People v. Ferguson

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[Crim. No. 12713. Second Dist., Div. One. Oct. 30, 1967.]

THE PEOPLE, Plaintiff and Respondent, v. MORRIS GENE FERGUSON, Defendant and Appellant.

COUNSEL

Martin Z. N. Katz, under appointment by the Court of Appeal, for Defendant and Appellant. [255 Cal. App. 2d 494]

Thomas C. Lynch, Attorney General, William E. James, Assistant Attorney General, and Megan A. Geffeney, Deputy Attorney General, for Plaintiff and Respondent.

OPINION

FOURT, J.

This is an appeal from a judgment of conviction of a violation of section 10851, Vehicle Code.

In an information filed in Los Angeles on February 3, 1966, defendant with Thomas Reed was charged in count I with grand theft, in that they did on January 8, 1966, feloniously take the motor vehicle of David M. Culver; in count II they were charged with feloniously taking and driving the automobile of David M. Culver on January 8, 1966, without the consent of Culver and with intent to deprive him, the owner, of title and possession of the vehicle in violation of the provisions of section 10851, Vehicle Code. Reed pleaded guilty to count II of the information. Defendant pleaded not guilty to each of the counts and in a non-jury trial was found guilty of count II and not guilty of count I. Defendant was sentenced to the state prison. A timely notice of appeal was filed.

A resume of some of the facts is as follows: On January 8, 1966, at about 8:30 p.m., David Culver parked his 1952 Chevrolet automobile, license number NTD 289 in a grocery store parking lot at 6011 South San Pedro Street in Los Angeles County. He gave no one permission to take the car. Culver returned to the parking lot at about 9:45 p.m. the same evening and his car was gone. At about 3:45 a.m., January 10, 1966, Officer Brath of the Los Angeles Police Department saw Ferguson standing beside a parked 1952 Chevrolet car, license number NTD 289. Ferguson and Reed were attempting to place a television set into the rear seat of the vehicle. Officer Brath stopped and questioned defendant and Reed with reference to the television set. The officer noted that the door to the residence at 242 North Hoover Street was open. Ferguson told the officer that he knew the person who lived at 242 North Hoover Street and that such person had instructed him to get the television set from his house. The officer called a telephone number where the man who owned the residence at 242 North Hoover could be reached and ascertained from him that he had not given defendant and Reed permission to take the television set. The officer thereupon placed defendant and Reed under arrest for burglary. After being advised of his constitutional rights, defendant was asked where he got the automobile and he answered that he got it that night from a [255 Cal. App. 2d 495] friend of his named Johnny but that he did not know where Johnny lived.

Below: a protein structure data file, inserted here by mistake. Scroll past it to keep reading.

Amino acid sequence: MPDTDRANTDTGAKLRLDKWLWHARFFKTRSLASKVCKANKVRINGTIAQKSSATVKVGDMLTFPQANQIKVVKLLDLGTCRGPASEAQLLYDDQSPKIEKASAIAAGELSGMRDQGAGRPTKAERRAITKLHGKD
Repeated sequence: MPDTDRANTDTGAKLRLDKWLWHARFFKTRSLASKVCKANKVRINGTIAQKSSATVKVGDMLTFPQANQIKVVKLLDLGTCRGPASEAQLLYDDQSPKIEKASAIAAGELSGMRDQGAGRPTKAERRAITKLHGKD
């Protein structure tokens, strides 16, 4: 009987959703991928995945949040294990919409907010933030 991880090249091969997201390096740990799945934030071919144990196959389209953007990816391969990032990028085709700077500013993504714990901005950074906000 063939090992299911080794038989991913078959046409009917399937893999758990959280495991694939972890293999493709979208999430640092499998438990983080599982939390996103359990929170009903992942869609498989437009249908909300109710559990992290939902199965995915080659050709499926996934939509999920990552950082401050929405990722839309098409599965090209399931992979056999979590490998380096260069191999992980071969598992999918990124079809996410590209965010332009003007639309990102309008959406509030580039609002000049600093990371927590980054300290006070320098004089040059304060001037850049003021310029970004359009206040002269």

The automobile was impounded and thereafter it was ascertained that it had been stolen.

Officer Thor testified that defendant made a statement the following day while in the Central Jail wherein defendant told officer Thor that he had been at Selina Gibson's house and had called a friend "Peewee" to come and get him, that he, defendant, had left Gibson's with "Peewee" and Reed in a 1964 Ford car; that they had been asked to get some "booze" and a doctor had told them to get his television set and put it in a car that was setting in front of his house; further, that he, defendant, knew nothing else about the Culver car.

Reed made a statement to an officer to the effect that defendant was chargeable with the responsibility of having driven him, Reed, in the stolen car to 242 North Hoover Street. When defendant was confronted with the Reed statement, defendant refused to speak further about the incident.